To the west of the kitchen garden a small formal rose garden is enclosed to the south by the remains of C19 metal and wire fencing, to the west by planting along the edge of cliffs, to the north by a brick and stone wall, and to the east by the wall of the kitchen garden, which is here faced with stone. A border below the kitchen garden wall is planted with shrubs and climbers, while geometric beds (replanted c 1990) are cut in the south-facing sloping lawn. A gravel walk runs parallel to the kitchen garden wall and ascends a short flight of stone steps to an upper terrace, where the stone foundations of an early C19 detached conservatory form a rectangular border (Plan of Matlock Bath, 1848). To the west there are specimen C19 and early C20 conifers. The western end of the north garden wall is constructed in stone and contains a blocked gateway which leads to a beech-lined cliff-top walk. Beyond the gateway the walk reveals views north-east across agricultural land, before approaching the cliff edge to reveal 'sublime' views down into the Derwent gorge, and west and north-west across Matlock to the Heights of Abraham. The walk extends c 160m north from the gateway to picturesque rocks known as the Lover's Leap (ibid), before turning north-east and north-west and descending for c 80m to reach the upper doorway leading to Lovers Walks. This second section of the cliff walk is planted with limes.
The park lies in two discrete areas to the north and south of Willersley Castle. The larger, or south park comprises level riverside meadows. Those to the north of the River Derwent are generally level with scattered groups of ornamental trees which frame views south-east, south and south-west from the Castle and pleasure grounds. The land rises sharply to the north where the park adjoins the drive and pleasure grounds. To the north-west, c 160m west of the Castle, a rocky, partly wooded spur of high ground projects south into the park, screening Masson Mill from view. The south park is separated from the pleasure grounds by C19 metal fencing, except for c 80m at the north-west end of the boundary adjacent to the river, which is closed by a stone wall. A simple timber gate set in this wall gives access to the riverside walk running through Hagg Wood which leads to the lower gate into Lovers Walks. To the south of the river the park is of similar character with scattered ornamental trees, evergreen shrubs and light woodland at the foot of Scarthin Rock to the south.
The park or paddock to the north of the Castle is today (2000) a south-and south-west-facing grassy slope which has been terraced in the early C20 to form a putting green, two tennis courts and a bowling green. At the west end of the upper terrace low stone walls and a concrete base remain from a late C19 pavilion; the upper lawn and pavilion had been formed by 1899 (OS 2nd edn). Today (2000) the west- and south-west-facing slope to the east of the tennis courts retains scattered hawthorn trees, together with late C20 specimen trees. The northern park or paddock was conceived as a picturesque feature on the circuit of the pleasure grounds, enclosed on all sides by the pleasure grounds, and overlooked by the principal walk from the east and north. The paddock was enclosed to the north and east by metal and wire fences, remains of which survive. To the south a stone wall with two gateways flanked by stone obelisk piers separates the park from the pleasure grounds west of the stables, while a stone wall composed of massive boulders links the south wall to remains of a wire fence which runs to the east of Cat Tor. C19 surveys show the park traversed from south-west to north-east by a track leading to a gateway, the C19 cast-iron posts of which survive south-east of the kitchen garden, which enabled stock to be moved into the paddock from adjacent agricultural land.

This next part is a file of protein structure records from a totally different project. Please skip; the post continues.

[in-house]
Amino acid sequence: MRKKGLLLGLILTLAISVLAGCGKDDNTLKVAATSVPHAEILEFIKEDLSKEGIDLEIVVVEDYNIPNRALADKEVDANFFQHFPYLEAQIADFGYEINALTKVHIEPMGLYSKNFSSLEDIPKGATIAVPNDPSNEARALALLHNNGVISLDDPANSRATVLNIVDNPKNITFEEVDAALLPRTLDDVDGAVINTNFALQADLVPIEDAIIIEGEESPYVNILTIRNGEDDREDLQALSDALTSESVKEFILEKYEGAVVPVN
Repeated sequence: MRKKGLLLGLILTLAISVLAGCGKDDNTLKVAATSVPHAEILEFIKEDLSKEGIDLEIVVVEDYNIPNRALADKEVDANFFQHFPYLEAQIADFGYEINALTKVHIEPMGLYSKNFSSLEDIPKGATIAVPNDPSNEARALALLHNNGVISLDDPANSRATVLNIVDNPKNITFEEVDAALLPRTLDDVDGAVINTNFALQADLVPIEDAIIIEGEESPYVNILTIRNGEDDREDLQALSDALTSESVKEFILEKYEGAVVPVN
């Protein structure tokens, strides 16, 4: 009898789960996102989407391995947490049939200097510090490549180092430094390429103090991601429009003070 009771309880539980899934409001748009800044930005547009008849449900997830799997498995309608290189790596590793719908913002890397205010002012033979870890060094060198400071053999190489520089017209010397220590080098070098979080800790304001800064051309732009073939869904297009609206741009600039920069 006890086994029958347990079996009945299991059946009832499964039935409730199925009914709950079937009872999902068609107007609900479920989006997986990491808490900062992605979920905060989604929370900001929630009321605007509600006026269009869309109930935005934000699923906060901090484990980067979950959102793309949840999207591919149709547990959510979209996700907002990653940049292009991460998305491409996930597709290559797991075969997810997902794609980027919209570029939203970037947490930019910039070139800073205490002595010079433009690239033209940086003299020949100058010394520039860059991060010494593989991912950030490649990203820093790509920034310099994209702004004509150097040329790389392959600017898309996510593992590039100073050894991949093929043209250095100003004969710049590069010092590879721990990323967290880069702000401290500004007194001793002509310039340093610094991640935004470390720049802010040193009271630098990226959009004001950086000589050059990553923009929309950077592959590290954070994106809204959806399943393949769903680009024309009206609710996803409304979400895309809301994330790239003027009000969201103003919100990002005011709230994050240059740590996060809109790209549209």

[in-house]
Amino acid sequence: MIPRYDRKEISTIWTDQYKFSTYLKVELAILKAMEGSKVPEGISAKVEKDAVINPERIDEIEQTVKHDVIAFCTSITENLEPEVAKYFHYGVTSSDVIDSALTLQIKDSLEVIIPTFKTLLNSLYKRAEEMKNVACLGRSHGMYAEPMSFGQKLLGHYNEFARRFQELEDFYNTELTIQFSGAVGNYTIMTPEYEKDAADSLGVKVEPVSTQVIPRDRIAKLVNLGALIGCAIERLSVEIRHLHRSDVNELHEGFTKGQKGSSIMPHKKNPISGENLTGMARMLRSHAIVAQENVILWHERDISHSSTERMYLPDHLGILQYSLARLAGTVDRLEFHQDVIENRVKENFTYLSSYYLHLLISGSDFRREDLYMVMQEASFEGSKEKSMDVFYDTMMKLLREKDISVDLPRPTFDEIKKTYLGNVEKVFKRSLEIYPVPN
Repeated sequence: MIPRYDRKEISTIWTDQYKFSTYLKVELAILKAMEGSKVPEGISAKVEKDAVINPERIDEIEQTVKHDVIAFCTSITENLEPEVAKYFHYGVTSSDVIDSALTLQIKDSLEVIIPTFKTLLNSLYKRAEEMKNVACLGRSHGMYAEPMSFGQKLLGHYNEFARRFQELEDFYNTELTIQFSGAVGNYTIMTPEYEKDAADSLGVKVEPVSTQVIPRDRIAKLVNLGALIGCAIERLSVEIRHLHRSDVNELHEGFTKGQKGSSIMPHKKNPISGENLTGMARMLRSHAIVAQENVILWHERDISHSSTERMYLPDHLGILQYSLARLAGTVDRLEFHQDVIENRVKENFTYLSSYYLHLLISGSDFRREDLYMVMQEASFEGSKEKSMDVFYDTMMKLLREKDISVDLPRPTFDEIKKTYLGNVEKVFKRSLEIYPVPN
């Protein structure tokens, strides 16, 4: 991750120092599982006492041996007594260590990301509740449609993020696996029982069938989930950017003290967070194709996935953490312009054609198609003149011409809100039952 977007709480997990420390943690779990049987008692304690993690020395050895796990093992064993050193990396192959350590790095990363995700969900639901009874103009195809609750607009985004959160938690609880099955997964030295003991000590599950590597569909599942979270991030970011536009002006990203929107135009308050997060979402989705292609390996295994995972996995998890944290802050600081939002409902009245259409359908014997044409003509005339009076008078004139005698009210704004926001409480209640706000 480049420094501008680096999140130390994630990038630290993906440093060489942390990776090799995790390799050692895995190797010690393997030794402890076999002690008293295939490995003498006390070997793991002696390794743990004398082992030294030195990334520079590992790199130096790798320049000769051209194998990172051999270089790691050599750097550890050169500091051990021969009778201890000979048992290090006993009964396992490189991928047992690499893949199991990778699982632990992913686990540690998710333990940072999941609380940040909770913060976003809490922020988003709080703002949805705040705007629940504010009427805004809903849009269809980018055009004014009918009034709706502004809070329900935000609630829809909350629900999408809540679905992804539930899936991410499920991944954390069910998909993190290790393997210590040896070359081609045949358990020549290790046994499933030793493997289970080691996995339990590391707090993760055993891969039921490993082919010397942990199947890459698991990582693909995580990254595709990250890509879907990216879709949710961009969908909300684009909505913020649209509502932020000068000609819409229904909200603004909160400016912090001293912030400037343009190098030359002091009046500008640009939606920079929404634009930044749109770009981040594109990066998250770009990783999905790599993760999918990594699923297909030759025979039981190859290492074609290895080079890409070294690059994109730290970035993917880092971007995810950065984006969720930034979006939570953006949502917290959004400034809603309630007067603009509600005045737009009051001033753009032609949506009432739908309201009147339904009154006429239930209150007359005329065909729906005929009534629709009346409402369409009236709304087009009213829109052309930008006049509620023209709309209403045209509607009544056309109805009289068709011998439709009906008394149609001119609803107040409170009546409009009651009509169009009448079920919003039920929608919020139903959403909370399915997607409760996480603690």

The kitchen garden lies on high ground c 270m north-east of the Castle. Enclosed to the north, east and west by stone-coped brick walls c 4m high, and to the south by a lower brick wall to which the east and west walls sweep down, the roughly wedge-shaped garden is today being developed as the garden to a late C20 dwelling at the north end of the garden on the site of a range of C19 glasshouses (OS). A centrally placed doorway (now bricked-up) was formerly flanked by a bell-pull with which early C19 visitors summoned the gardener for guided tours of the pleasure grounds and kitchen garden. To the east of the kitchen garden a C19, stone, two-storey cottage stands in a slip which is separated from fields to the east by hedges, while to the north ancillary buildings have been converted into a further late C20 residence set in gardens developed from the frame yard and slip garden. A late C19 description indicates that there were extensive vineries, as well as peach, melon and fig houses, together with pears, plums and 'good crops of leading vegetables' in the kitchen garden (Gardeners' Chronicle 1886). These do not survive today (2000).
It is located within the Derwent Valley Mills World Heritage site.
This list entry was subject to a Minor Amendment on 14/11/2011